…The Last Shall Be First

09 Sep

It seems like the younger child has been blessed more than the older since the beginning of time. Cain and Abel were the first set of siblings to experience this. God accepted Abel’s sacrifice and not Cain’s. Cain later killed Abel, and was forever cursed. Yet, more examples abound.

Throughout the initial genealogy of the Abrahamic line, blessings and curses were a constant factor.  God gave Abraham a word of blessing and told him that his offspring would be as numerous as the grains of sand on the beach.  Abraham and his wife Sarah heard the blessing, received the blessing, and STILL attempted to circumvent God’s word. Instead of being patient and waiting for it to come to fruition, Abraham made a decision to listen to his wife, and their lives were irrevocably changed. Ishmael was born first, and though he was later promised fruitfulness as well, the blessing that God spoke was not to come through him. The initially spoken promise to Abraham and Sarah was to come through THEIR son, Isaac, who was Abrahams second born son.

Isaac’s sons, Esau and Jacob, were the next illustration of the younger child receiving a blessing more defining than the older child. Even though Jacob received the blessing through trickery and illicit means, he still got it. Isaac was disturbed when he learned of the deceit that caused him to, in his mind, inadvertently bestow the blessing on Jacob instead of Esau. God knew how it was all going to play out however. Even in the next generation of Jacob’s kids, his son Joseph ended up ruling a land where his older brothers had to come. As Jacob was on his deathbed, he blessed Joseph’s sons, and the youngest AGAIN received the stronger blessing.

Noticing a pattern yet?

All of these thoughts were going through my head today as my youngest daughter was being christened today. The words spoken over her by the pastor, as my wife and I held her was a charge not only to us, but the rest of our family as well. Even as I listened, I thought of my oldest receiving them as well. As a father of two little girls, I want them to have the same great opportunities, and receive the same kinds of blessings. It’s nothing wrong with feeling this way, as I am sure most fathers would. But, I also know the blessings that are spoken to and over my youngest are for her, and her alone.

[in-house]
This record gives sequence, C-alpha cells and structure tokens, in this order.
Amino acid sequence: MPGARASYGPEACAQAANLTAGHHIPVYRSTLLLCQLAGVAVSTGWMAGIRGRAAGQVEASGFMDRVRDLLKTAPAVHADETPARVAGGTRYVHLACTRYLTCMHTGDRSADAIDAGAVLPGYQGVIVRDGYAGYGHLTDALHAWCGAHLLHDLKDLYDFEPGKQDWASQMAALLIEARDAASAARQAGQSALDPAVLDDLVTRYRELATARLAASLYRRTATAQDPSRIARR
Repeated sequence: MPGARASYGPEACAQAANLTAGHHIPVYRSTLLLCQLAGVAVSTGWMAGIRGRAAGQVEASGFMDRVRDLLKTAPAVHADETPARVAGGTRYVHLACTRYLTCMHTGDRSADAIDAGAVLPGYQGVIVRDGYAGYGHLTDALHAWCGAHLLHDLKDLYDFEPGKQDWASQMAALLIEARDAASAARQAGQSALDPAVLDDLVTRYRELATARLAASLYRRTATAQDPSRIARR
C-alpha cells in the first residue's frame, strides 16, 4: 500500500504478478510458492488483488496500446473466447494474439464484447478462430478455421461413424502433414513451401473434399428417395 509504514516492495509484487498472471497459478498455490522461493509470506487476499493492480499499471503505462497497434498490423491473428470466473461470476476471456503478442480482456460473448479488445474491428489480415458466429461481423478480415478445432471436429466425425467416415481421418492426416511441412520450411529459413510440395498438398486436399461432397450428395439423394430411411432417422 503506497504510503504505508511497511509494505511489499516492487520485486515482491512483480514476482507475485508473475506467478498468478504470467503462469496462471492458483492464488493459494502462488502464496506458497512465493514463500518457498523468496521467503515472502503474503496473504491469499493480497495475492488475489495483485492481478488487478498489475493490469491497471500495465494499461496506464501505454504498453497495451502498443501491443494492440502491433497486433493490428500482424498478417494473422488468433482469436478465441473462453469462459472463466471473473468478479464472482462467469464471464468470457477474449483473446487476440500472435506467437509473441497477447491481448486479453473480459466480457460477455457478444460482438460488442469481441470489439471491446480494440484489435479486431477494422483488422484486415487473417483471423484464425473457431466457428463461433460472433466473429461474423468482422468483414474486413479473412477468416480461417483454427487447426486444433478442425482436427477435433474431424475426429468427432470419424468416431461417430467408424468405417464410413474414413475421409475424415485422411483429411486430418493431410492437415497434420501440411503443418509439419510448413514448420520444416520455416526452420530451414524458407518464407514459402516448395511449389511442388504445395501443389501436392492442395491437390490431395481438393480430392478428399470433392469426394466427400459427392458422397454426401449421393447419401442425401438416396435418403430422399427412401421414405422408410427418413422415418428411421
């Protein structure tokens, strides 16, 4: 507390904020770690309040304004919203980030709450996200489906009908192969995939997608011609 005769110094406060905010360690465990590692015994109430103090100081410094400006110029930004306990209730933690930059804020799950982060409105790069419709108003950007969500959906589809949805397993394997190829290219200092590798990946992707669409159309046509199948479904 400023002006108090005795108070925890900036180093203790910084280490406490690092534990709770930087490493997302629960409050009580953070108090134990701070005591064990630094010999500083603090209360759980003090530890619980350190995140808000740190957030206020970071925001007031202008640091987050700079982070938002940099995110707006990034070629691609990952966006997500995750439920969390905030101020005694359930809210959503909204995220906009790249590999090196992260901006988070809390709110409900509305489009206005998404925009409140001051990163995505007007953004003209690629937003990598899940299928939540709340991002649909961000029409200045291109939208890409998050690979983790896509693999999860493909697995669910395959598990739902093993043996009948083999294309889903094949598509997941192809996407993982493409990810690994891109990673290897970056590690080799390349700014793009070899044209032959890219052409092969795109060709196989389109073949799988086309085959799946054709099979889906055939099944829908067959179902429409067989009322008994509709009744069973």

I used to wonder how Abraham felt, knowing that he had an older son, but God orchestrated it so that the promises of fruitfulness would come from the child that would come later. When Jacob was blessing Joseph’s sons, Joseph had them in the correct chronological order, yet the younger still the best of what was offered. It had to be rough as fathers to know what was happening, yet being unwilling to be disobedient to God. Disobedience very well could have cancelled out the blessings altogether. Nobody wants that. So like them, it’s a tough pill to swallow, but obedience to God is more important than how I feel. Yet, even God experienced what He had other fathers experience.

Follow me. Adam was the original Man, and God blessed him. Adam sinned against God and recieved a kind of curse, unto all of mankind. Jesus was the “second Adam”, and all honor and glory were given to Him to bestow on whom He saw fit. In effect, Jesus was the fulfillment of the law, that was enacted when Adam sinned. In parallel lines, Isaac was the fulfillment of the blessing Abraham was to receive, even though Ishmael was already there.

I have no idea what the future holds for either one of my girls. I will speak life over them both, and strive to make opportunities for them both. Yet, I also know that while both will be blessings, and be blessed in different ways, the last shall indeed one day be first.

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Posted by on 09/09/2012 in 30in30, Uncategorized


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